Part of this book also is available on Arxiv.

* jul 10, 2017*

Emergent Spacetime and the Causal Metric Hypothesis

Benjamin F. Dribus

Springer, 2017, 558 pages

t's not every day when an author tells you not to read his whole book. But Benjamin Dribus is not an ordinary physicist, and for readers of this 500-page book on causal set theory it's good advice. In fact, it's not necessary: your instinct for self-preservation will ensure it.

The Causal Metric Hypothesis, or CMH, is a competitor to loop quantum gravity, so the reader will naturally be asking what it brings to the party. The answer, Dribus says [p.30], is not much yet. The advantage of visualizing spacetime as a network of causal nodes (note: not once does he ever call it a causal nexus) is that it's easier to see particles as disturbances on those nodes than on a continuum model, because the continuum requires additional phenomena such as fields for the particles to exist on.

The big cheese in this field is Rafael Sorkin. The original idea came from Hawking and Malament. And it's a clever one. There are no compactified extra dimensions and no wonky four-dimensional triangles. Just nodes connected by lines that represent potential cause-and-effect relationships.

This picture is very important because it appears about 20 times in the book. It represents causal connections that make up the structure of spacetime. Events can only go in one direction (up). But it is not, repeat

The causal metric hypothesis is also very simple: The properties of the physical universe are manifestations of causal structure. In other words, the CMH says that information about cause and effect describes everything there is to know about relativistic spacetime geometry, except for a conformal factor, i.e. scale [p.91].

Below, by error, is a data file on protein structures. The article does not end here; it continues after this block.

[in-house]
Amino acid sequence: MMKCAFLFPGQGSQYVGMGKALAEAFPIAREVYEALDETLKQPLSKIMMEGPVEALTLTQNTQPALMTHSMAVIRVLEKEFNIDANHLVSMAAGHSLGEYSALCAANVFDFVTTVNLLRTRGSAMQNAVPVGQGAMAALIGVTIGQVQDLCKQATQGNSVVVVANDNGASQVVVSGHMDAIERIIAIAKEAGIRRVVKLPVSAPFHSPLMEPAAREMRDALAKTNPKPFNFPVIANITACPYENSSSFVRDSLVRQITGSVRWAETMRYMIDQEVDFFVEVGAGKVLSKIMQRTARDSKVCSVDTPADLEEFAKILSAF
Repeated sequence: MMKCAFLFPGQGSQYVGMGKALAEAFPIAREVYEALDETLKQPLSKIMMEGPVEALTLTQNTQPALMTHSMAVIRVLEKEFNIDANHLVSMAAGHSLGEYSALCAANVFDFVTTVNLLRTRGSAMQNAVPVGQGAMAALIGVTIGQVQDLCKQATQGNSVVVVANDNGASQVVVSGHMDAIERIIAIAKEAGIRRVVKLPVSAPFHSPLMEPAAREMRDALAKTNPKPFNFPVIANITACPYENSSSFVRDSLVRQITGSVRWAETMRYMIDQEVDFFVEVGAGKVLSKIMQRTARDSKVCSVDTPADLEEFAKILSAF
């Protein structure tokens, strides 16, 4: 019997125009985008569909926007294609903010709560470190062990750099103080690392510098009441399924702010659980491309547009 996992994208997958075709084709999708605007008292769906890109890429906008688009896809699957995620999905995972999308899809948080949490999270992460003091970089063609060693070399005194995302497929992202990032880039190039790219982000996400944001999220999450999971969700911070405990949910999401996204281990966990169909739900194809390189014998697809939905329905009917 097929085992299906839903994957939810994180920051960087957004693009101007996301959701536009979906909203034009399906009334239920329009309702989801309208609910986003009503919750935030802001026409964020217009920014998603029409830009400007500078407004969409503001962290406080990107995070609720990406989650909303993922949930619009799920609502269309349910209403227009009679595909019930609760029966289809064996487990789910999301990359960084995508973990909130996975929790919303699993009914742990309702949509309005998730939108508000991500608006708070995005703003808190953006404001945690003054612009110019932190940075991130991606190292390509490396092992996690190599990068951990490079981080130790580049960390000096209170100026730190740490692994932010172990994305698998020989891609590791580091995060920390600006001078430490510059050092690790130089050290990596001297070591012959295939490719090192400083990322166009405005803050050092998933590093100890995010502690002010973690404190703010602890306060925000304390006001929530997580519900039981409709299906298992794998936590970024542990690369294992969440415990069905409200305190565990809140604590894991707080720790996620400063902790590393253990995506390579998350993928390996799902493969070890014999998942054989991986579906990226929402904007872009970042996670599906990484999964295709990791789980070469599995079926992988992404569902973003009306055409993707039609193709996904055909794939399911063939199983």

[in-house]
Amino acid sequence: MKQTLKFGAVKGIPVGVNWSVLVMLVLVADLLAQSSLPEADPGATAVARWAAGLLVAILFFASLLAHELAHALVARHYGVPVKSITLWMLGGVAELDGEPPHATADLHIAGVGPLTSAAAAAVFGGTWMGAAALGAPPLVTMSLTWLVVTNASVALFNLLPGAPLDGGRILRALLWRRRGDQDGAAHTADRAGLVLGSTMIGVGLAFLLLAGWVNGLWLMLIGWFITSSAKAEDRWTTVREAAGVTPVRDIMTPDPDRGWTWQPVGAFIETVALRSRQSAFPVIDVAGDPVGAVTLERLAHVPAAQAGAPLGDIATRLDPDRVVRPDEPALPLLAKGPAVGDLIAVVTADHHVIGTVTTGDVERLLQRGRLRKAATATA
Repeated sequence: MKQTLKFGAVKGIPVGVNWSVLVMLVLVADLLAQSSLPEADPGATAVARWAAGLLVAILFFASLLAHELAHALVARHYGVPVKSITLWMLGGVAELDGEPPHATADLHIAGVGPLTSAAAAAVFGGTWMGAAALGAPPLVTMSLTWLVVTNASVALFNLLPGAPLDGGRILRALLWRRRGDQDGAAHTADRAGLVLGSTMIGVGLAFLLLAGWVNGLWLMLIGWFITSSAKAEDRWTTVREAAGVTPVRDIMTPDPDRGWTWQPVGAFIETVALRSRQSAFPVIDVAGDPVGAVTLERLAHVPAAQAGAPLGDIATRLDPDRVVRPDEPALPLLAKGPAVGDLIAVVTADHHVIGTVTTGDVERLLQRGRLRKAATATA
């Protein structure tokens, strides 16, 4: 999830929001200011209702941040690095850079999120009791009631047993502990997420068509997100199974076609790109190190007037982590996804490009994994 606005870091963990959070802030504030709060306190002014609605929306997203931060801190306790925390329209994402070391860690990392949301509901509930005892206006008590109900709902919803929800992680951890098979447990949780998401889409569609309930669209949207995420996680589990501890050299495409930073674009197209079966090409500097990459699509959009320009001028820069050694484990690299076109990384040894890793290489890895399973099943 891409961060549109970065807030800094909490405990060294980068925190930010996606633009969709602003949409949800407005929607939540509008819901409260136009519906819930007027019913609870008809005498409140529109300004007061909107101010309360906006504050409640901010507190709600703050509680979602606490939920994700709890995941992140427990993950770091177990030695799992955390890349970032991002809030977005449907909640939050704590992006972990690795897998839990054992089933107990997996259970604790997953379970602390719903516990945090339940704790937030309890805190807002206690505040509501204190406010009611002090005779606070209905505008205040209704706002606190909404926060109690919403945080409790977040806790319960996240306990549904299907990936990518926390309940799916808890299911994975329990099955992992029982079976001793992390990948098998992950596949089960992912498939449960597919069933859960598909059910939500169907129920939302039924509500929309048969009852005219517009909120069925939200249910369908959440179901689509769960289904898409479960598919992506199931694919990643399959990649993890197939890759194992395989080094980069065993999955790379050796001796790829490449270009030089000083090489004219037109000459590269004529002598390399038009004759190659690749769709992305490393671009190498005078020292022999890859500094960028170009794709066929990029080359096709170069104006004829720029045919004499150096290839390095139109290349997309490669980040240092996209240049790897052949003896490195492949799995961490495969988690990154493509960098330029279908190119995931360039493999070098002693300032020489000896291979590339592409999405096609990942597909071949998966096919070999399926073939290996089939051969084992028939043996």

Dribus says this enables perfect background independence by eliminating any tension between matter and spacetime. But what exactly is a “causal structure”? He defines it as “the aggregate of actual causes and effects.” Well, you asked.

To clarify what he means, Dribus considers a Cauchy surface. A Cauchy surface is a subset of a relativistic spacetime in which every inextensible causal curve intersects the subset exactly once. This means these causal nexuses . . . er, nodes . . . are really representations of time: events in space can go in either direction, but events in time can't. This makes sense, because it's impossible for one object to affect another at the same instant; it can only do so at a future time.

He also spends a lot of time discussing closed timelike curves, which would create paradoxes. They are impossible in the causal metric hypothesis.

Actually he spends a lot of time on many of these topics—the book is quite repetitive and could have been shortened quite a bit without losing much. And maybe then we could have gotten more discussion to convince us about what these nodes are in physical terms, since even after 500 pages they're never really sensibly defined. There's a tremendous amount of work to be done to make this theory palatable. But it's fascinating stuff, and it could become a major competitor to loop quantum gravity.

There are few equations, but don't kid yourself: this book is still rather complicated. I always say ideas start out simple, then they get more and more complex until they're understood, at which point they become simple again. Causal metric theory is just entering the complicated stage. Better learn it now before Rafael Sorkin's book comes out.

*jul 29, 2017*